Hayward both signed elsewhere as free agents in the seasons since,
and Ainge left the organization this offseason.
The Thunder, Pelicans, and Rockets should review both of the
aforementioned attempts at winning via draft-pick hoarding. If they
pay close attention, there are lessons to be learned.
First, a lesson from the city of brotherly love: work smarter,
not harder. The 76ers’ biggest misstep was giving away too much in
exchange for the first-overall pick in the 2017 NBA Draft. They
gave up Sacramento’s unprotected 2019 first-rounder (which became
the No. 14 pick), but the pick swaps were what caused the most
In hindsight, wouldn’t Tatum have the best available addition
out of everyone in the entire draft
class to place alongside Embiid and Simmons? Instead 76ers
executive Bryan Colangelo overthought a situation, giving up extra
draft capital to pick point guard Markelle Fultz (who still hasn’t
reached his full potential), when there was already an
All-Star-caliber point guard on the roster (Simmons).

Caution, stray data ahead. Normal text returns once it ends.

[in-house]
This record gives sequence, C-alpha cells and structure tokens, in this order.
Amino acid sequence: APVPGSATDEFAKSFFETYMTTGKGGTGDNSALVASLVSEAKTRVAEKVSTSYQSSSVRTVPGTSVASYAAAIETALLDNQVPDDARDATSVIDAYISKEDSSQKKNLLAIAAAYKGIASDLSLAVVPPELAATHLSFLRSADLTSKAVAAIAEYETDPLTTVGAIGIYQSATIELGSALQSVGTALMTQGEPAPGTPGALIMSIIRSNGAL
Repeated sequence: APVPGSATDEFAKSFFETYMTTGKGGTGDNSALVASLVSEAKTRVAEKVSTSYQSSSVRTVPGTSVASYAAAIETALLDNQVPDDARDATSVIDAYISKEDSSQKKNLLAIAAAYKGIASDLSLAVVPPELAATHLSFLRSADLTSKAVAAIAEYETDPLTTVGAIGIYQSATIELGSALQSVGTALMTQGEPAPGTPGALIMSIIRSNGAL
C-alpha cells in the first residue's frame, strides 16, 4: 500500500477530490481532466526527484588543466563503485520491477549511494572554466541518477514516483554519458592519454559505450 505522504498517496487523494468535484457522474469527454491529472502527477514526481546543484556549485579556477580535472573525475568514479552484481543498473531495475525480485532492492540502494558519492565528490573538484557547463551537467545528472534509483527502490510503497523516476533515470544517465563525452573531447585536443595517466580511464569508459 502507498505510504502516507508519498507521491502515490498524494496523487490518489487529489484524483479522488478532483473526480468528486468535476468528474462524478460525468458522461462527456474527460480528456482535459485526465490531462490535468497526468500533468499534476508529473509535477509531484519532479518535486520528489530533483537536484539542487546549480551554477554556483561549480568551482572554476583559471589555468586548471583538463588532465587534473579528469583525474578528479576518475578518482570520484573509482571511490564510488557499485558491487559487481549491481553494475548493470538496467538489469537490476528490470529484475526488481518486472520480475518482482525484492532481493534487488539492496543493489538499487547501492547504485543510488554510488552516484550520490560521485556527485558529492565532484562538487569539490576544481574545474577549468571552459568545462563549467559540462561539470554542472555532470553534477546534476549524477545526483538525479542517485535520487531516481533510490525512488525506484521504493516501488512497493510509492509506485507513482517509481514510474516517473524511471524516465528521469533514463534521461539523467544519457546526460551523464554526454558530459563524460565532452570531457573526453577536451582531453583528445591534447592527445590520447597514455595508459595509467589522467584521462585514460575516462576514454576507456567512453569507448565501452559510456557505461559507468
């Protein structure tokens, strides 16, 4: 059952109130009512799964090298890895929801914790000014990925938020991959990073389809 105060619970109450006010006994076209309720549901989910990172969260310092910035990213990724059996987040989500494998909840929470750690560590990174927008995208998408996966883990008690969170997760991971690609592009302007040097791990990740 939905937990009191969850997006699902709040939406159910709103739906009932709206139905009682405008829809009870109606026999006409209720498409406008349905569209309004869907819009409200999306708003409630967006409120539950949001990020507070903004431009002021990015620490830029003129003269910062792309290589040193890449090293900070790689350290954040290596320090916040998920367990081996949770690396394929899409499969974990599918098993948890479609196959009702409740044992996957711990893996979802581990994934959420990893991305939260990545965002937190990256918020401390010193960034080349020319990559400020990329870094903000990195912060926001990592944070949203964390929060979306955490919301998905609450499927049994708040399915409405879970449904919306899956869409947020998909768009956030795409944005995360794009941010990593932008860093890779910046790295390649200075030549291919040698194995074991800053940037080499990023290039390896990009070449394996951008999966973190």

The other key takeaway comes from Beantown, and it’s even more
important than the first one: when a superstar in the prime of his
career is available and you can land him, you go get him. According
Chris Mannix of Sports Illustrated, Boston had the best offer
for Leonard and regretted not pulling the trigger. The same is
probably true of their inaction regarding Butler and George, any of
whom would have made an already uber-talented lineup all-the-more
Ultimately, the situations in Oklahoma City, New Orleans, and
Houston will play out differently than those in Philadelphia and
Boston, but different doesn’t necessarily mean better. It goes
without saying that NBA front offices are smarter than ever and
constantly adapting, but miscalculations (like chasing Fultz over
Tatum) are inevitable.
The major benefit of stockpiling so many picks is that
you have flexibility and you can weather one or more mistakes.
Ideally, the sheer number of picks owned by Oklahoma City, New
Orleans, and Houston will outweigh any errors in judgement.
Otherwise, one those teams may be rebuilding for even longer than